October 15, 2021
From shopping in lively Bridgetown and mingling with locals at a Friday night fish fry or a laidback local 'rum shop' to riding Atlantic waves, or just lounging in the shade on a white-sand beach, Barbados has everything you need for a perfect Caribbean break. Create your must-see list with our guide to the best things to do around the island.
White sand, blue water, nodding palm trees casting just the right amount of shade... that's what you came to Barbados for, right?
Luckily, even the powder-white sands of the so called 'Platinum Coast', lined by the island's poshest and priciest hotels, are public, and there are plenty more sandy stretches on the south and west coast. Rockley Beach (also known as Accra Beach) is family-friendly, with safe, shallow waters for tots, sun-loungers for hire and beach shacks selling cold drinks and snacks. Carlisle Bay, with its curve of sugary sand, is handy if you’re in Bridgetown, but can get crowded so try Alleynes Bay further north. It’s a favourite with locals and has plenty of bars purveying rum cocktails, cold beer and spicy Bajan snacks.
If you’re looking for wind-driven watersports, head to Silver Sands, near the south tip of the island.
The rainbow wings of kite-surfers swoop above white-crested rollers at Bathsheba on Barbados' rugged east coast, where Atlantic breezes create perfect surfing conditions, and the Soup Bowl is the island's top break.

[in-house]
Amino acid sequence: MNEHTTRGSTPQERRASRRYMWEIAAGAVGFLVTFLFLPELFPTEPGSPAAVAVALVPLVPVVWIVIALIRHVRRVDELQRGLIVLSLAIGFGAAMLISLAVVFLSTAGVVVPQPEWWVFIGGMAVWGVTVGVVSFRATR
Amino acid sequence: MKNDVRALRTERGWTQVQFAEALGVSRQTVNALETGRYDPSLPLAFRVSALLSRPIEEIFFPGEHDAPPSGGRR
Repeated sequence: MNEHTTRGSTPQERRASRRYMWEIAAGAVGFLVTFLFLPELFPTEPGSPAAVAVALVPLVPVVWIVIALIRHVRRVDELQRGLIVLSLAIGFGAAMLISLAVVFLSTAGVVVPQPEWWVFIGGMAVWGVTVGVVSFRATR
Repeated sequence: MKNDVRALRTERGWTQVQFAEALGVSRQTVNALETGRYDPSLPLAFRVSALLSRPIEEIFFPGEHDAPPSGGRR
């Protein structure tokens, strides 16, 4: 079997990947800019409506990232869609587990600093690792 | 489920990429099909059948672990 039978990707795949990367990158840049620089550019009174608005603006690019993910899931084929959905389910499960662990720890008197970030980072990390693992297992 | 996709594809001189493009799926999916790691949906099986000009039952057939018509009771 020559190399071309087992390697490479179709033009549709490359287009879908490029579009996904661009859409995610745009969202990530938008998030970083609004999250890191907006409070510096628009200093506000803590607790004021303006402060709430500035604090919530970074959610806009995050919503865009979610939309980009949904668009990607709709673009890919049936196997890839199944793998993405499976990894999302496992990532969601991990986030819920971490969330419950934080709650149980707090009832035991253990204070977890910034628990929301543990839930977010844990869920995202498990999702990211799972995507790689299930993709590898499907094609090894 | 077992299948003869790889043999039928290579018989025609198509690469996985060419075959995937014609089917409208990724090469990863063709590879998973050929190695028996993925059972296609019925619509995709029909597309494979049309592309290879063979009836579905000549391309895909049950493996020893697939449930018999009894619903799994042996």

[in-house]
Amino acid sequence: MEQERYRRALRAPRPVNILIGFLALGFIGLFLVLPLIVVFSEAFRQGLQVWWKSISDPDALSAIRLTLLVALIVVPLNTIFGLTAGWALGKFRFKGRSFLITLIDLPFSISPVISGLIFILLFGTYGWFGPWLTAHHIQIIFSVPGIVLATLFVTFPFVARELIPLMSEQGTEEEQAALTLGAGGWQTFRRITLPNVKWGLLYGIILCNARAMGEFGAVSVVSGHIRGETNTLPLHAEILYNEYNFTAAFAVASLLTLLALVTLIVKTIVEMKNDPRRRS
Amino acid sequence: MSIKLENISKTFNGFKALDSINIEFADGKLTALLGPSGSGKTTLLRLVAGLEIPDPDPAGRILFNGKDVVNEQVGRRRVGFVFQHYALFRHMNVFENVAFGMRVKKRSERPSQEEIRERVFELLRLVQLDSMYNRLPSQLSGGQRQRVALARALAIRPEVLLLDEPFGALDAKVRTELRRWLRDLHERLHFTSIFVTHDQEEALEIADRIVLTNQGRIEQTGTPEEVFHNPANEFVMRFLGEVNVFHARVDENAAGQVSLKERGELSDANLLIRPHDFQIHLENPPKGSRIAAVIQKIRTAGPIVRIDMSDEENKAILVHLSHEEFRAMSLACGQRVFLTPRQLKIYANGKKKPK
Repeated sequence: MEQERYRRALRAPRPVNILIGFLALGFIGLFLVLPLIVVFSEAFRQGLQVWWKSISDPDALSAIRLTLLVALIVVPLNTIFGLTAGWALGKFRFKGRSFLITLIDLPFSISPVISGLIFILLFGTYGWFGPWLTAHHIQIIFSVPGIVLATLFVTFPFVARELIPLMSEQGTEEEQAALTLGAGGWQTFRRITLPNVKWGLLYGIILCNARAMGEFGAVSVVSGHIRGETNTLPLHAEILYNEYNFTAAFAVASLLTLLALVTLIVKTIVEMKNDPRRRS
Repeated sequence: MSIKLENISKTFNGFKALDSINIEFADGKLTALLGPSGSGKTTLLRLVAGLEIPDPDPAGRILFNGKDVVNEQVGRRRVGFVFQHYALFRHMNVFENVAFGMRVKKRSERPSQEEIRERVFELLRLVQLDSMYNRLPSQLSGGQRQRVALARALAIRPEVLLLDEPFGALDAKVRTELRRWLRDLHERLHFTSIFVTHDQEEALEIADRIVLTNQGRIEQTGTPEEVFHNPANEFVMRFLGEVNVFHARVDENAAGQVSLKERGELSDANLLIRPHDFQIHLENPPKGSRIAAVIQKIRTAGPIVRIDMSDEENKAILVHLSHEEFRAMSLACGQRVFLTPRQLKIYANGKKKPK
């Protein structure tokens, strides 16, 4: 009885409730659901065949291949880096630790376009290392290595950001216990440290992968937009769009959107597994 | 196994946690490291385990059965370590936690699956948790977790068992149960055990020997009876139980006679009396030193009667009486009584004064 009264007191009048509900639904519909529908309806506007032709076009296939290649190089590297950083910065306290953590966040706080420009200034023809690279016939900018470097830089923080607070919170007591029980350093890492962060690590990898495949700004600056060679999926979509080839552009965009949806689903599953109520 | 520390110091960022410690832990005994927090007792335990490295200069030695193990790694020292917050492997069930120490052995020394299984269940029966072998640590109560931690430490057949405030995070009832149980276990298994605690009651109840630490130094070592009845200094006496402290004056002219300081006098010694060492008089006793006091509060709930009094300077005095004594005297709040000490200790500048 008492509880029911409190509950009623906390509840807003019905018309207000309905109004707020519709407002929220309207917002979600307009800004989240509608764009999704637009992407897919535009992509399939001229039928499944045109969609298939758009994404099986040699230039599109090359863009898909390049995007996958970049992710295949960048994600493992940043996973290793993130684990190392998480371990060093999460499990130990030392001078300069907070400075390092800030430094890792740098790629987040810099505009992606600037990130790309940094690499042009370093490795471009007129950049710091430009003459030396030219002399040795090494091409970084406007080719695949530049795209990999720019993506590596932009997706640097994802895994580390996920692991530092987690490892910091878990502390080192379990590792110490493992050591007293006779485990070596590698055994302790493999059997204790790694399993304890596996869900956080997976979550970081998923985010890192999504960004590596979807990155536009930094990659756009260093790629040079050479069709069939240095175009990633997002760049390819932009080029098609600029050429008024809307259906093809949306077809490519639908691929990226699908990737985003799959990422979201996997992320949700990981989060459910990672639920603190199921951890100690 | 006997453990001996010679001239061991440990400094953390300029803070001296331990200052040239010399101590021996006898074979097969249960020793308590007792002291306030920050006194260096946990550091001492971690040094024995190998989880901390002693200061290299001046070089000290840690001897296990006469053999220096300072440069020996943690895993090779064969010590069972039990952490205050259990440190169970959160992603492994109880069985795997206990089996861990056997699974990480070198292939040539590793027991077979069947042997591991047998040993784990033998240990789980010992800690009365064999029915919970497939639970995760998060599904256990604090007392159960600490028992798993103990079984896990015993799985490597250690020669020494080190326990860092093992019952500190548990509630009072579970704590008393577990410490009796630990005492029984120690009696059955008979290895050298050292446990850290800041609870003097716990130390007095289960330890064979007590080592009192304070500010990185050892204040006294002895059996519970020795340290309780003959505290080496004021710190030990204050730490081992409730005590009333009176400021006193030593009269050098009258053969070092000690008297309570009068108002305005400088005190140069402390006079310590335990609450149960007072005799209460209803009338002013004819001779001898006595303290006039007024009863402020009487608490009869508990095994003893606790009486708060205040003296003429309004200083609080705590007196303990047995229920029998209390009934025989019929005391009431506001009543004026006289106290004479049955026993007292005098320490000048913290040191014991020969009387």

You'll find more excellent breaks at South Point, the southern tip of the island, and on the south coast at Brandons and Batts Rock – in fact, there are surf beaches all the way around Barbados' shores.
If you don't surf, you can sit on the beach with cold beer and watch the experts at play. Outfits such as Barry's Surf Barbados will rent you a board and, if you're an absolute beginner, their introductory surf lessons will have you riding the waves like a pro in no time.
Escape the tropical sun for a stroll in the cool shade of palms and tree-ferns that surround waterlily ponds at Andromeda Botanic Gardens, where butterflies and hummingbirds flit among brilliantly coloured blooms. There’s at least 500 plant species to discover within the gardens, which were established in the 1950s. Entry is BD$30 (around £10) for adults.
Fancy some underwater exploration but not so keen on getting up close and personal with sharks and jellyfish? Board an Atlantis submarine for a journey that takes you up to 45m (150ft) beneath the Caribbean waves!
On the 90-minute journey, you’ll discover shipwrecks, coral reefs and a menagerie of colourful marine creatures around the coasts of Barbados. Tours depart from Bridgetown and tickets start at £81.50 for adults and £43 for children.
Deep beneath the lush green hills in the middle of the island lies a secret world of limestone caverns, trickling streams and white stalactites and stalagmites rising from crystal clear pools. This is Harrison's Cave, a system of grottoes and passages around 2.3km (1.5 miles) long. A mini tram carries you to the echoing, 15m (50ft) high Great Hall, which as the name suggests is the largest cave in the network.